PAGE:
My Queer Problem – And Ours,* 2001

I noticed early on the strange dialectic forms which took the shape of behavior in people. I would feel a sense of alienation, and some inner hatred which would force them into fear and anger. I would be beaten, mugged, and left bleeding on the ground from people I have never met. I had a strange effect on them, and I wanted to make myself less noticeable, “to remain a shadow – timid, but a survivor”. So “I began to take precautions to make myself less [queer]. I would move about with care, particularly late in the evening.”** I would change my high falsetto voice to one that contains a deep macho rubric. This effect had made people more comfortable when talking to me. When I sat down, I would spread my legs apart to give more space to my package. I substituted my eccentric colorful wardrobe to one of bland flannel shirts and blue jeans. These customs began to have such a healthy effect on people I would meet. They would be more open, relaxed, and comfortable. I began to be conscious of my effect on people, and relaxed in my position, the surroundings I inhabit. I took more control over where I went, making sure as not to allude to some sense of otherness that would scar their minds. I might stop by a bar once or twice a night to get my daily intake of alcohol which many of my age and gender would at specific times of the day. It began to be a regular discourse in masculinity, where I would be easily confronted with definitions of identity that would not ostracize me. At these bars, I would sometimes procure beautiful women, where numbers were often retained in my book for later use. It began to be a contest with my fellow kind as to how many I would lay in one evening. They were sometimes jealous of my luck, and I became the typified personification of dominant male patriarchy. I became cultured by these indulgences which seemed to have no immediate repercussions. I became wealthy in my circle of friends. They accepted me. I was no longer understood or identified as other. I was subverted, normal. And in this, I began to understand the role that alienation takes in identifying one’s self through the term of “otherness” – things that diverge from the majority, things which define the self through representations in society. I began to live on the border of identity, where the reactions I catered to subdued the general uneasiness of most people; it made their lives safer, enjoyable. I was no longer the butt end of a joke, I was making jokes.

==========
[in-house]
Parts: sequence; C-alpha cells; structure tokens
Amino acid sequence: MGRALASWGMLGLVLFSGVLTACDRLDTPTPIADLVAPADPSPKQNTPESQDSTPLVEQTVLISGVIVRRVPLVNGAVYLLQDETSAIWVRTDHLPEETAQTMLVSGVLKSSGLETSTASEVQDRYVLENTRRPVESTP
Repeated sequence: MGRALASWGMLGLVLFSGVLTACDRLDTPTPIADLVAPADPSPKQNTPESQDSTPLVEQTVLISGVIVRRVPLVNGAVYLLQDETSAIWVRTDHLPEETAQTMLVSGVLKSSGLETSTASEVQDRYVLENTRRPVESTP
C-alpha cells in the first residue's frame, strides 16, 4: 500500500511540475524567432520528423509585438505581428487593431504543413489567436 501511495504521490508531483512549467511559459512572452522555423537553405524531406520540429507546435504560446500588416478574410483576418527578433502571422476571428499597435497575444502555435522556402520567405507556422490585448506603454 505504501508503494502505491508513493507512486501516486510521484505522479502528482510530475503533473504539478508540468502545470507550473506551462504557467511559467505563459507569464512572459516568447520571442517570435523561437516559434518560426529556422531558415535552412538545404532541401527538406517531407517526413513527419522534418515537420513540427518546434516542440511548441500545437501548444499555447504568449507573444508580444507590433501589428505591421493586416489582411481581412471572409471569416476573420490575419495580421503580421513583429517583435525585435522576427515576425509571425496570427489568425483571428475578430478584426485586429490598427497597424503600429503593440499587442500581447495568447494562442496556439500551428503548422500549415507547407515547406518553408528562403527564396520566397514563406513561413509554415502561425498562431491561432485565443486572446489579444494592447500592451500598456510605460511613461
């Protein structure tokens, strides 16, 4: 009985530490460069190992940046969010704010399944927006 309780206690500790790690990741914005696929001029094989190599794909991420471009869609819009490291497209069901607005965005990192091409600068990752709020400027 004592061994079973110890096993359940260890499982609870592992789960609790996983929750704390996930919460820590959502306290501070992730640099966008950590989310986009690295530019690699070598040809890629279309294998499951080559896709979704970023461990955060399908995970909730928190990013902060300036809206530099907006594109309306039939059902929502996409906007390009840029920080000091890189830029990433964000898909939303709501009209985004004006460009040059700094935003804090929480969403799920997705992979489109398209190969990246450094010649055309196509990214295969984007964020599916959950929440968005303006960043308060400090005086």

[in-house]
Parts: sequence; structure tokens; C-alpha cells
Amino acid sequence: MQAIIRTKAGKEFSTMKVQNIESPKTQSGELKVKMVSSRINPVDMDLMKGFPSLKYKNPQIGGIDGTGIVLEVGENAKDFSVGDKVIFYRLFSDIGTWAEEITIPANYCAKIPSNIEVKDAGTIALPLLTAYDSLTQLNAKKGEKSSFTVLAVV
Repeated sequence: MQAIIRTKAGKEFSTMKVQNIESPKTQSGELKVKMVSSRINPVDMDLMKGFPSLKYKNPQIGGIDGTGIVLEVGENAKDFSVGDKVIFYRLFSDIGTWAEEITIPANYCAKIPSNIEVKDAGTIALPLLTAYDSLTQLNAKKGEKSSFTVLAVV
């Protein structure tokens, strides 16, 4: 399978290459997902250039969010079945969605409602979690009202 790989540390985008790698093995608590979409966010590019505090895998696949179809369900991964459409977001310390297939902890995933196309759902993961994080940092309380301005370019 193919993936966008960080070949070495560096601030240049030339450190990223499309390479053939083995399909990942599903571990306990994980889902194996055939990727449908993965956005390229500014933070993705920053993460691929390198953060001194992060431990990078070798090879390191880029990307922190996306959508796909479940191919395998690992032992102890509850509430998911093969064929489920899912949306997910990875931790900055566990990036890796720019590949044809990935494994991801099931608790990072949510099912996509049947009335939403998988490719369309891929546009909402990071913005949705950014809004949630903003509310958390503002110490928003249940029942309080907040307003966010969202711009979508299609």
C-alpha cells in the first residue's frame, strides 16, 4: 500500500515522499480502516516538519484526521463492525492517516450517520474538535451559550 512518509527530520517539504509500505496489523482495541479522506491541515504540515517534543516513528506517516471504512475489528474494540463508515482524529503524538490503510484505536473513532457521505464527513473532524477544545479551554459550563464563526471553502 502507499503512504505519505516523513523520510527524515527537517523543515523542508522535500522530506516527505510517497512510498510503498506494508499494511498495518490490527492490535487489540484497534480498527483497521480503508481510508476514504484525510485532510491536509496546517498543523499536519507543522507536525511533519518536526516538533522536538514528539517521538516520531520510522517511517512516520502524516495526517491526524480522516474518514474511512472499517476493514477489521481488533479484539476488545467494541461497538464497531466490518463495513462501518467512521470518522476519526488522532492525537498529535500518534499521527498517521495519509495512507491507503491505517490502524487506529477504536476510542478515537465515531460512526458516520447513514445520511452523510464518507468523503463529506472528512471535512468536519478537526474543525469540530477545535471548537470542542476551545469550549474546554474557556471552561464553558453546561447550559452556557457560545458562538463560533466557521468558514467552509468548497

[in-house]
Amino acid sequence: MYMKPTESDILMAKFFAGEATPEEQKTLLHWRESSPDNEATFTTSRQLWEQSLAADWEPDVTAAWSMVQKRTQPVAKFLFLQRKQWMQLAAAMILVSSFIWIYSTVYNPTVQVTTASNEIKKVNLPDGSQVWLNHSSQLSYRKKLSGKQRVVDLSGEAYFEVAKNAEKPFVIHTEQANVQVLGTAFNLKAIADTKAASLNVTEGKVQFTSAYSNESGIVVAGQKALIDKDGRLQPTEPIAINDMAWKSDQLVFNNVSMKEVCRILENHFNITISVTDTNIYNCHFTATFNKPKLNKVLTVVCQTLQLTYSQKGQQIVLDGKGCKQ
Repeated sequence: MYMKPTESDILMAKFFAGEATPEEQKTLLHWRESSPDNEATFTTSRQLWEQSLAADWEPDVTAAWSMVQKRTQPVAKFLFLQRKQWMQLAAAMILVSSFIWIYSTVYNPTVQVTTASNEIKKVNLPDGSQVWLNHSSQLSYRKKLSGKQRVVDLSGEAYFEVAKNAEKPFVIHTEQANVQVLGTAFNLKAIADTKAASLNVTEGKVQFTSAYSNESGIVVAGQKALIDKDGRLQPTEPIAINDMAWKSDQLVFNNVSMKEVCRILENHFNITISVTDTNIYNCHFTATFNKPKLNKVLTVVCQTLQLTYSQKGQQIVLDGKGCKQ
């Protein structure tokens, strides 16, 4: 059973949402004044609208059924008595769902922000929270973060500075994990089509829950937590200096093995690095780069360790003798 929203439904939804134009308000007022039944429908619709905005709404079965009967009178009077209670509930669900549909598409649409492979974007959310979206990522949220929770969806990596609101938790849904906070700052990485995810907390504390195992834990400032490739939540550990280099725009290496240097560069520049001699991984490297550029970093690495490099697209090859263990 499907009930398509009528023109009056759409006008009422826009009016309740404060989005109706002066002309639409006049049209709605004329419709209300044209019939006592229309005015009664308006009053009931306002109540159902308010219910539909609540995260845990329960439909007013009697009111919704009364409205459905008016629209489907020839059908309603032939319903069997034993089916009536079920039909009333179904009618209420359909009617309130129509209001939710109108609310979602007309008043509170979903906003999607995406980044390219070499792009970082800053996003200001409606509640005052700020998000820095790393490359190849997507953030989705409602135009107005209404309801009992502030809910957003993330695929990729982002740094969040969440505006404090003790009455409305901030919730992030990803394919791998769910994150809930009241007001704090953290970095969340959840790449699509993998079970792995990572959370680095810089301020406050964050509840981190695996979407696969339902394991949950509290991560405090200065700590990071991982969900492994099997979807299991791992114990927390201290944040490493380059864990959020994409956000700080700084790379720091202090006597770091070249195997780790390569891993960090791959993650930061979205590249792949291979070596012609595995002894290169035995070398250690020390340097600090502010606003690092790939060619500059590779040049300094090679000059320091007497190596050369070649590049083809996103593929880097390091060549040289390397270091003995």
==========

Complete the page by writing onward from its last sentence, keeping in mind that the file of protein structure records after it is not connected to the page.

*Reference to Norman Podhoretz, “My Negro Problem – And Ours,” which discusses the hatred he feels for blacks, and his fear of them.
**Brent Staples, “Just Walk On By” discusses the transformation in the sphere of context of how people view him. How his fact of “blackness” labels and insinuates certain things which latch on and slowly seeps into his identity, where he becomes infused as a personification of prejudice.


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